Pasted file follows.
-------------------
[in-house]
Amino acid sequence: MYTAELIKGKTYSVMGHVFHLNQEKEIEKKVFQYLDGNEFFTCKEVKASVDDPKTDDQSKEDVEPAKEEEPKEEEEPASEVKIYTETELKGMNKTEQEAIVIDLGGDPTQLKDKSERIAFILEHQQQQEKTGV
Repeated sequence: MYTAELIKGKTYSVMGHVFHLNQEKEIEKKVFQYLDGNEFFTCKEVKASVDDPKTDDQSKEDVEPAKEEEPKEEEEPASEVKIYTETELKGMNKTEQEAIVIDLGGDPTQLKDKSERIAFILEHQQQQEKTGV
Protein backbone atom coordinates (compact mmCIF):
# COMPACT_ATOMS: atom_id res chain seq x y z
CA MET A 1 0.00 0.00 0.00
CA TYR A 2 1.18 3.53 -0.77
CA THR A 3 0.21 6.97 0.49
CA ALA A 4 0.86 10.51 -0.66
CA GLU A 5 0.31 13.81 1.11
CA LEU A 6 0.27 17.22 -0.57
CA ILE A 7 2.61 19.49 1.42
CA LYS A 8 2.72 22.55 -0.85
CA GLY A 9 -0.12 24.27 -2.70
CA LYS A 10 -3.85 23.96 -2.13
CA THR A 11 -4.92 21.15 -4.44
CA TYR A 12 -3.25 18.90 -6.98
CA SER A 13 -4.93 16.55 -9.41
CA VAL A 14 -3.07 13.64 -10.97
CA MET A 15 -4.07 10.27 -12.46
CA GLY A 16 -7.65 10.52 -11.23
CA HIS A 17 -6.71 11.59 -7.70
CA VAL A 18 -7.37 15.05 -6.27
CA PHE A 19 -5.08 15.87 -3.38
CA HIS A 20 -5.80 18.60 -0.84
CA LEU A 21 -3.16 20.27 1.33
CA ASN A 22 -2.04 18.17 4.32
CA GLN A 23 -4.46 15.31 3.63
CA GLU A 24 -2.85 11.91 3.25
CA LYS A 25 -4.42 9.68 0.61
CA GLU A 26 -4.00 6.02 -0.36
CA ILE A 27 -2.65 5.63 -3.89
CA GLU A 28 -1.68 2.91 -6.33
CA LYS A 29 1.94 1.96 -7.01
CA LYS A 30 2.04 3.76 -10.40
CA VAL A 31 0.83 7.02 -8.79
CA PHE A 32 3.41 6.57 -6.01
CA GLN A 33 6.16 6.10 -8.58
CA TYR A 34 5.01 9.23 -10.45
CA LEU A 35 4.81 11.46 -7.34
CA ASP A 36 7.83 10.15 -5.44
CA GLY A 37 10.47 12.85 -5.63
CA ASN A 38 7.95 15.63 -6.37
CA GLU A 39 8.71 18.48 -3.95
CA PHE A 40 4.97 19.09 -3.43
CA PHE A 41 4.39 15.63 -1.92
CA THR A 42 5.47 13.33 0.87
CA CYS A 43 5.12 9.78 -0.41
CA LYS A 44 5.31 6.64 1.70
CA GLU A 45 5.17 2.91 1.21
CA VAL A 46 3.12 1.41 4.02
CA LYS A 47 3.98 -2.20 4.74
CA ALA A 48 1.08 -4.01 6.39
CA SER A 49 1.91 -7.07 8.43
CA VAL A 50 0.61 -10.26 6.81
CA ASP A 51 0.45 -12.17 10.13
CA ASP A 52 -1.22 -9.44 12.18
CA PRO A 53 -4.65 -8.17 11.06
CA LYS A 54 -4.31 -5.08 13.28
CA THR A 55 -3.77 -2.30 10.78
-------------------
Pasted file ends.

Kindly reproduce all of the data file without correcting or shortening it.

[in-house]
Amino acid sequence: MYTAELIKGKTYSVMGHVFHLNQEKEIEKKVFQYLDGNEFFTCKEVKASVDDPKTDDQSKEDVEPAKEEEPKEEEEPASEVKIYTETELKGMNKTEQEAIVIDLGGDPTQLKDKSERIAFILEHQQQQEKTGV
Repeated sequence: MYTAELIKGKTYSVMGHVFHLNQEKEIEKKVFQYLDGNEFFTCKEVKASVDDPKTDDQSKEDVEPAKEEEPKEEEEPASEVKIYTETELKGMNKTEQEAIVIDLGGDPTQLKDKSERIAFILEHQQQQEKTGV
Protein backbone atom coordinates (compact mmCIF):
# COMPACT_ATOMS: atom_id res chain seq x y z
CA MET A 1 0.00 0.00 0.00
CA TYR A 2 1.18 3.53 -0.77
CA THR A 3 0.21 6.97 0.49
CA ALA A 4 0.86 10.51 -0.66
CA GLU A 5 0.31 13.81 1.11
CA LEU A 6 0.27 17.22 -0.57
CA ILE A 7 2.61 19.49 1.42
CA LYS A 8 2.72 22.55 -0.85
CA GLY A 9 -0.12 24.27 -2.70
CA LYS A 10 -3.85 23.96 -2.13
CA THR A 11 -4.92 21.15 -4.44
CA TYR A 12 -3.25 18.90 -6.98
CA SER A 13 -4.93 16.55 -9.41
CA VAL A 14 -3.07 13.64 -10.97
CA MET A 15 -4.07 10.27 -12.46
CA GLY A 16 -7.65 10.52 -11.23
CA HIS A 17 -6.71 11.59 -7.70
CA VAL A 18 -7.37 15.05 -6.27
CA PHE A 19 -5.08 15.87 -3.38
CA HIS A 20 -5.80 18.60 -0.84
CA LEU A 21 -3.16 20.27 1.33
CA ASN A 22 -2.04 18.17 4.32
CA GLN A 23 -4.46 15.31 3.63
CA GLU A 24 -2.85 11.91 3.25
CA LYS A 25 -4.42 9.68 0.61
CA GLU A 26 -4.00 6.02 -0.36
CA ILE A 27 -2.65 5.63 -3.89
CA GLU A 28 -1.68 2.91 -6.33
CA LYS A 29 1.94 1.96 -7.01
CA LYS A 30 2.04 3.76 -10.40
CA VAL A 31 0.83 7.02 -8.79
CA PHE A 32 3.41 6.57 -6.01
CA GLN A 33 6.16 6.10 -8.58
CA TYR A 34 5.01 9.23 -10.45
CA LEU A 35 4.81 11.46 -7.34
CA ASP A 36 7.83 10.15 -5.44
CA GLY A 37 10.47 12.85 -5.63
CA ASN A 38 7.95 15.63 -6.37
CA GLU A 39 8.71 18.48 -3.95
CA PHE A 40 4.97 19.09 -3.43
CA PHE A 41 4.39 15.63 -1.92
CA THR A 42 5.47 13.33 0.87
CA CYS A 43 5.12 9.78 -0.41
CA LYS A 44 5.31 6.64 1.70
CA GLU A 45 5.17 2.91 1.21
CA VAL A 46 3.12 1.41 4.02
CA LYS A 47 3.98 -2.20 4.74
CA ALA A 48 1.08 -4.01 6.39
CA SER A 49 1.91 -7.07 8.43
CA VAL A 50 0.61 -10.26 6.81
CA ASP A 51 0.45 -12.17 10.13
CA ASP A 52 -1.22 -9.44 12.18
CA PRO A 53 -4.65 -8.17 11.06
CA LYS A 54 -4.31 -5.08 13.28
CA THR A 55 -3.77 -2.30 10.78